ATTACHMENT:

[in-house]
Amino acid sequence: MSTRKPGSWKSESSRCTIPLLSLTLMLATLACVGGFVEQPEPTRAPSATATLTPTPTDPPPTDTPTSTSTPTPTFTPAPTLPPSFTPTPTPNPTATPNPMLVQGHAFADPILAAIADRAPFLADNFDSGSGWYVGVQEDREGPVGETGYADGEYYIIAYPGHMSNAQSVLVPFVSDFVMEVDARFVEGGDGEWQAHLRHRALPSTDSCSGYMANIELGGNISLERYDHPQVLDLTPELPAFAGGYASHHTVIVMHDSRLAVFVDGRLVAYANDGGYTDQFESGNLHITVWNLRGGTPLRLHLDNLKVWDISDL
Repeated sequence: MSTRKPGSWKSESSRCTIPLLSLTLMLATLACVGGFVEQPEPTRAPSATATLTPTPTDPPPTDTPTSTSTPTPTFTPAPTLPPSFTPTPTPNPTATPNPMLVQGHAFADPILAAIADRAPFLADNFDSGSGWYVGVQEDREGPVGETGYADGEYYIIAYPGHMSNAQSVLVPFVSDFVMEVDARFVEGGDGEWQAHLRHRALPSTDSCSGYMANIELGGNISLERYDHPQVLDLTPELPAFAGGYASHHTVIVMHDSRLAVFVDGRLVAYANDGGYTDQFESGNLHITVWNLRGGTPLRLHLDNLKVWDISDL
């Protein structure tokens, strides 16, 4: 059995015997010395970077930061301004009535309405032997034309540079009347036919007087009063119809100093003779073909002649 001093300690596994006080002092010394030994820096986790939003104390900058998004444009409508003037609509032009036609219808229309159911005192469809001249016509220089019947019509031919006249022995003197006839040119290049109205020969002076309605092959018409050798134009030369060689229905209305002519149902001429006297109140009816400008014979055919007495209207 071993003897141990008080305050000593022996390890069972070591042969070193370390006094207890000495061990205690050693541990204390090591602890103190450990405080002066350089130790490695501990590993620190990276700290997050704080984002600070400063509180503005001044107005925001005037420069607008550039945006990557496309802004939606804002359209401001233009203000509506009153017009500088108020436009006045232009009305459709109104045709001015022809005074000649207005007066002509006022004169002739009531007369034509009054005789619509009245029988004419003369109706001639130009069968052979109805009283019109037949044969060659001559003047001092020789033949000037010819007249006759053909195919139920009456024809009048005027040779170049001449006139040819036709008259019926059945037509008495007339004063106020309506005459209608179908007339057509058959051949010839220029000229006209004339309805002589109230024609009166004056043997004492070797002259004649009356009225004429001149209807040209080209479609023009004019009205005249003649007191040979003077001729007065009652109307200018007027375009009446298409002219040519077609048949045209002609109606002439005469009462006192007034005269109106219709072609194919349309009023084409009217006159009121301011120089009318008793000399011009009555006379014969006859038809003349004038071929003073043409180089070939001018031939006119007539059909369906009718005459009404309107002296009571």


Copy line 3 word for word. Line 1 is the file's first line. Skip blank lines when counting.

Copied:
Repeated sequence: MSTRKPGSWKSESSRCTIPLLSLTLMLATLACVGGFVEQPEPTRAPSATATLTPTPTDPPPTDTPTSTSTPTPTFTPAPTLPPSFTPTPTPNPTATPNPMLVQGHAFADPILAAIADRAPFLADNFDSGSGWYVGVQEDREGPVGETGYADGEYYIIAYPGHMSNAQSVLVPFVSDFVMEVDARFVEGGDGEWQAHLRHRALPSTDSCSGYMANIELGGNISLERYDHPQVLDLTPELPAFAGGYASHHTVIVMHDSRLAVFVDGRLVAYANDGGYTDQFESGNLHITVWNLRGGTPLRLHLDNLKVWDISDL